It may look like overkill when my toddler rolls into the bike park wearing a full face helmet but I’m definitely a believer in the protection it offers. Despite the bobble head appearance, I’ve lost track of the amount of times it’s saved my son’s chin, face, and lips from the constant falls he takes on his bike.
We decided on a full face helmet shortly after my son got the hang of using his balance bike (15 months old) and began experimenting on hills and small pump tracks. The need for speed came quickly and soon enough he was taking some pretty good falls—both forward and backwards. Although I don’t want him whacking his head too much, I do believe falling is an essential part of learning—not only to bike but how to brush off a tumble and get back up.
Prior to owning a full face, my son was putting his teeth into his lip and banging up his chin whenever he jolted or snagged his handle bars and fell forward. It only took one major fall to convince us that we needed to change something. Since he always wanted back on his bike, we decided that the added protection of a full face would do the trick and keep him riding. While in Whistler, BC we pulled the trigger and bought a Bell Sanction which fit our 16 month old perfectly. It’s been great and worth every dollar!
The full face has been amazing and worth every dollar—especially during those nasty forward falls! There was also a brief time when he’d load all his weight towards the back of the bike while going downhill which resulted in him flinging backwards (thankfully he learnt to shift his weight forward quickly!). Over time his strength and stability (and smarts) has improved but the marks on his helmet definitely show the signs of his progressed learning.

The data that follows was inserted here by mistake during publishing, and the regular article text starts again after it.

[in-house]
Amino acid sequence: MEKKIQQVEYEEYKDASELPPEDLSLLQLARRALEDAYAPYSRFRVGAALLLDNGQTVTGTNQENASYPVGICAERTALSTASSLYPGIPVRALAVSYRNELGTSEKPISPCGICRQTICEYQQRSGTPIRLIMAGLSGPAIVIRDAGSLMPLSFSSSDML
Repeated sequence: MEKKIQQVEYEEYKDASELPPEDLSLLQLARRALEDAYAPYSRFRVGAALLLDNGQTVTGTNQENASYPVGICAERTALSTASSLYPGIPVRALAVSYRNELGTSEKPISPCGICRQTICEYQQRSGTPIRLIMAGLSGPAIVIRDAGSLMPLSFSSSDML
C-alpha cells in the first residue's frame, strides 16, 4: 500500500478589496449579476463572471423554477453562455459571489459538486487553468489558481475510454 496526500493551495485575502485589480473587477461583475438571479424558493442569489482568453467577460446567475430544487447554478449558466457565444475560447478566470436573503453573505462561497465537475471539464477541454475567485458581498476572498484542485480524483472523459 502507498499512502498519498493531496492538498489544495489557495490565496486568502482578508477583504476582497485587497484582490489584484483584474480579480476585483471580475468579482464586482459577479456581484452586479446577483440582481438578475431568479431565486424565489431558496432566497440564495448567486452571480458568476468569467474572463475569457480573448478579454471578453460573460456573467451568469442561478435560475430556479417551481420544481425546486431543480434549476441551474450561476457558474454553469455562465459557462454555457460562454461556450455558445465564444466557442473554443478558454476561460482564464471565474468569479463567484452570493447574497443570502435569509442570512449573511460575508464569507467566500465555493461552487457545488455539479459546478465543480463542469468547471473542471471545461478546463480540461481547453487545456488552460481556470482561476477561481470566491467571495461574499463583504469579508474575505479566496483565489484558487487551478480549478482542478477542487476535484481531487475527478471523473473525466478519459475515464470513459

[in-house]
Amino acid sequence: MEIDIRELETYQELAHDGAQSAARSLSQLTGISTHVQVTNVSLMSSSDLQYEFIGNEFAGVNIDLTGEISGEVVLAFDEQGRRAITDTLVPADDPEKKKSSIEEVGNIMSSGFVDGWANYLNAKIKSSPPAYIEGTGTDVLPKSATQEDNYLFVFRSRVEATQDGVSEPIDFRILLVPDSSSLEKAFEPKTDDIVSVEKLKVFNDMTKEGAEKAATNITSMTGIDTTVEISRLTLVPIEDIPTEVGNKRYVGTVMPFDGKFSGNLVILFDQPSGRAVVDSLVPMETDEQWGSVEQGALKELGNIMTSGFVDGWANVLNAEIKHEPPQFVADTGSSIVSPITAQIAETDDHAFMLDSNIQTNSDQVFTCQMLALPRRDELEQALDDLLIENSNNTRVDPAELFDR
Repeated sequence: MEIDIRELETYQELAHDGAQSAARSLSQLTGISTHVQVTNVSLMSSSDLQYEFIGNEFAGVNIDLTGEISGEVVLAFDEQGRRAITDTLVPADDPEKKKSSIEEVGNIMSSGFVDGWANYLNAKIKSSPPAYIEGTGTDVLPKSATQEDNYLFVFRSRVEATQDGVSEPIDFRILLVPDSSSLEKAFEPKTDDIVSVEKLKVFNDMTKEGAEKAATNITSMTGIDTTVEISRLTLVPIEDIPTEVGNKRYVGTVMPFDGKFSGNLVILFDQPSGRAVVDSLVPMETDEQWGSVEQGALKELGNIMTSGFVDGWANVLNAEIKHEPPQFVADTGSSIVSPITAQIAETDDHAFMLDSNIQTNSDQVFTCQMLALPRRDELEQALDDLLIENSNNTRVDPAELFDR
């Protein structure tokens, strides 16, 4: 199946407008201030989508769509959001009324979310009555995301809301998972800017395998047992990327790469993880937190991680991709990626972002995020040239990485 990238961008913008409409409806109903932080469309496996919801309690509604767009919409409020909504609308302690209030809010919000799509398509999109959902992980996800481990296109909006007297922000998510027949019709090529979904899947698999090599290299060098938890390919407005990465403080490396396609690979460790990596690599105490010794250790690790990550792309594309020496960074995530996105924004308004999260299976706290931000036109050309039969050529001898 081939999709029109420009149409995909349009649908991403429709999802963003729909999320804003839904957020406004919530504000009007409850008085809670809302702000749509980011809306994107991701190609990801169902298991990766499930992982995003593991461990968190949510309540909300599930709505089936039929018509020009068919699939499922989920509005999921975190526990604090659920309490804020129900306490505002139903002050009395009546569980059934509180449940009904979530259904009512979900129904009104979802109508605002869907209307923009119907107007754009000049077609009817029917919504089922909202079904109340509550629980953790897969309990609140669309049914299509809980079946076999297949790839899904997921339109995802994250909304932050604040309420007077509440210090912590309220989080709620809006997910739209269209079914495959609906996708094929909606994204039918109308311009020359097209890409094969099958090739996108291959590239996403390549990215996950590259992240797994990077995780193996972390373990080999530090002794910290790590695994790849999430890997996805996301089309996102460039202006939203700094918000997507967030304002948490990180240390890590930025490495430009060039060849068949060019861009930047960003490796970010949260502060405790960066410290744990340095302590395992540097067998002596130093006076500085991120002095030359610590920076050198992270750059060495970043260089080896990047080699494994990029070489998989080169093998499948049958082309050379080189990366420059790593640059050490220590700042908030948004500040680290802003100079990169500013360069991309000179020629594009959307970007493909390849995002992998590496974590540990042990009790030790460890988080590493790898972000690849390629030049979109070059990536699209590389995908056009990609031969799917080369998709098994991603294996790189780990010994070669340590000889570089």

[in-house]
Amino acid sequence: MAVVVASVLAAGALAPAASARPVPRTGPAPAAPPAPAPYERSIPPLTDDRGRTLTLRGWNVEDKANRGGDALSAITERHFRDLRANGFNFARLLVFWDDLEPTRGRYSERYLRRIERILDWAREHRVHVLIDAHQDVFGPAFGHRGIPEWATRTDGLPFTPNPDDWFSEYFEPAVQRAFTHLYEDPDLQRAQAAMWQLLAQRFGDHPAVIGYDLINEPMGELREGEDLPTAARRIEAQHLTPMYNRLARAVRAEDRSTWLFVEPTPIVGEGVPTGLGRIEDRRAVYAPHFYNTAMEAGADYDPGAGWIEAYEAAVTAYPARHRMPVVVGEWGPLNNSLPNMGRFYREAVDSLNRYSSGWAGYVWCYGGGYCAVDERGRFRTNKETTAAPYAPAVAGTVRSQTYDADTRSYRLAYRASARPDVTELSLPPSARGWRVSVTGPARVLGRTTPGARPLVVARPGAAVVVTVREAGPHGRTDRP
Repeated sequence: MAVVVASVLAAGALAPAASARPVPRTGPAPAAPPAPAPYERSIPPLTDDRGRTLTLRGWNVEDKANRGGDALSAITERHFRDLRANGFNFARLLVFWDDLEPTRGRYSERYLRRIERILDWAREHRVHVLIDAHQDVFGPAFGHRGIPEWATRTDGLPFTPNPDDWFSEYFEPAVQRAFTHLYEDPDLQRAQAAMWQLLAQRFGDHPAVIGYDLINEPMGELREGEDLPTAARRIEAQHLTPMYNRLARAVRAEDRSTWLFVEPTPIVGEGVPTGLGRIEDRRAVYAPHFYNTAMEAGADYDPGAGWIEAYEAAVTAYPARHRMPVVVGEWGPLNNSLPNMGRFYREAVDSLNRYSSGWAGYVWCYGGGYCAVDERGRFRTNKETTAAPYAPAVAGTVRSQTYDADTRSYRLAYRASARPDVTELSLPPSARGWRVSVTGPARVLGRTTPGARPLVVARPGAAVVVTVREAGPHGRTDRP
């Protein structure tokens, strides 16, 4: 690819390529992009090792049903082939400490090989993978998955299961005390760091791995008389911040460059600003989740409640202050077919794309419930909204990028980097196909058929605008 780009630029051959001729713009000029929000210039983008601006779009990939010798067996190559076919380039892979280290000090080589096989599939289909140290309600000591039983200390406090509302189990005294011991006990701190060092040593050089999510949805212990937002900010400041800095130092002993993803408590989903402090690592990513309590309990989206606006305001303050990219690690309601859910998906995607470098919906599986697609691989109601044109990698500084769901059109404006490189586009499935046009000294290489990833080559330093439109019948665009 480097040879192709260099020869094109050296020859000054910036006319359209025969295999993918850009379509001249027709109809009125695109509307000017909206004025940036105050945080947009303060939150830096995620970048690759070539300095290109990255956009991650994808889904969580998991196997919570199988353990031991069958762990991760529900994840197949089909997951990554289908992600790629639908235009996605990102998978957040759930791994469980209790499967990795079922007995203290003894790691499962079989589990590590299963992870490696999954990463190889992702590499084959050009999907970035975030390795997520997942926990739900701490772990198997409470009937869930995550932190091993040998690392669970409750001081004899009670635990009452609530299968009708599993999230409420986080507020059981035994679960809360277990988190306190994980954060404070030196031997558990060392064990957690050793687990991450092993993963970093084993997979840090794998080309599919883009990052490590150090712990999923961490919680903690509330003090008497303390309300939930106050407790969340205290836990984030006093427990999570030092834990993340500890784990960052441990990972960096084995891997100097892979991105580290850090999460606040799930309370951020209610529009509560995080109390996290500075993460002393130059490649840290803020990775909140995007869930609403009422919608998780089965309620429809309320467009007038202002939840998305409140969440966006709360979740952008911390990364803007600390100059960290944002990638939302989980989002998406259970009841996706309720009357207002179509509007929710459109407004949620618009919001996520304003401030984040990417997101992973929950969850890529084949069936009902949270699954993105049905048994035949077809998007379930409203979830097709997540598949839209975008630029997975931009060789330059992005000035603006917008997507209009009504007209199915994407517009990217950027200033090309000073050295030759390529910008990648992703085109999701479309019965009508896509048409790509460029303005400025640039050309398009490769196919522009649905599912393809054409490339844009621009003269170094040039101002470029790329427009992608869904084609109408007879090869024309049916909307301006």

Any downfalls? With all the padding, the helmet does get warm on hot days. I try to take frequent breaks and remove the helmet during these times to avoid overheating. It’s also nearly impossible to drink directly from a cup or water bottle. It’s also heavier and more complicated for kids to carry if you like them to share the load and haul some of their own gear.
All in all, we’ll continue to invest in full face helmets as long as our son continues to progress and experiment on his bike. We also keep a lightweight, regular helmet on hand for easy cruising and hot days—we’ve opted for a Giro Scamp with MIPS (Multi-directional Impact Protection System). Is MIPS necessary? Probably not for his skill level but we decided to invest on the off chance that someone else hits him on the bike path—despite our directions and guidance, kids can be unpredictable.
A good helmet makes all the difference. Remember that fit and comfort override all so shop around at your local bike stores. I almost recommend buying new since it’s hard to know if a used helmet is in good condition (despite the appearance). Lots of helmets are also adjustable which is great for growing heads and shrinking wallets 🙂 Remember you’re protecting your child’s brain—a worthwhile investment and deserving of a good bucket.
Click here to read about other items that help while riding with toddlers.
None of my posts are sponsored. All items are purchased with my hard earned money and all opinions expressed are based on personal experiences.